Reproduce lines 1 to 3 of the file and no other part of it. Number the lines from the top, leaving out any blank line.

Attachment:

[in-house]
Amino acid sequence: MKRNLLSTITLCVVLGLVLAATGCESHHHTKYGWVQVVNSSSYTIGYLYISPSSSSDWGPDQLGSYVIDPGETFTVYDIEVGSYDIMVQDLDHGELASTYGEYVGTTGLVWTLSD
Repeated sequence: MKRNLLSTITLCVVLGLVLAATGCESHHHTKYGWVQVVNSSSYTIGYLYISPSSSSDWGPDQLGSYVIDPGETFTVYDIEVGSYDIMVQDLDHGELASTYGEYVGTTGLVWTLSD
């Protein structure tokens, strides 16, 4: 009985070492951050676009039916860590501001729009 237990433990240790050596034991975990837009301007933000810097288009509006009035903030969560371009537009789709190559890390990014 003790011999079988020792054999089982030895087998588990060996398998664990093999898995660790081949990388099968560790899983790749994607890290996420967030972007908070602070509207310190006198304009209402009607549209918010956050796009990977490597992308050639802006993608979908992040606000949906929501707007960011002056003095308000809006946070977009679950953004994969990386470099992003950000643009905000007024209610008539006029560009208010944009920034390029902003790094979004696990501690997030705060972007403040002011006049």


[in-house]
Amino acid sequence: MKRNLLSTITLCVVLGLVLAATGCESHHHTKYGWVQVVNSSSYTIGYLYISPSSSSDWGPDQLGSYVIDPGETFTVYDIEVGSYDIMVQDLDHGELASTYGEYVGTTGLVWTLSD
Repeated sequence: MKRNLLSTITLCVVLGLVLAATGCESHHHTKYGWVQVVNSSSYTIGYLYISPSSSSDWGPDQLGSYVIDPGETFTVYDIEVGSYDIMVQDLDHGELASTYGEYVGTTGLVWTLSD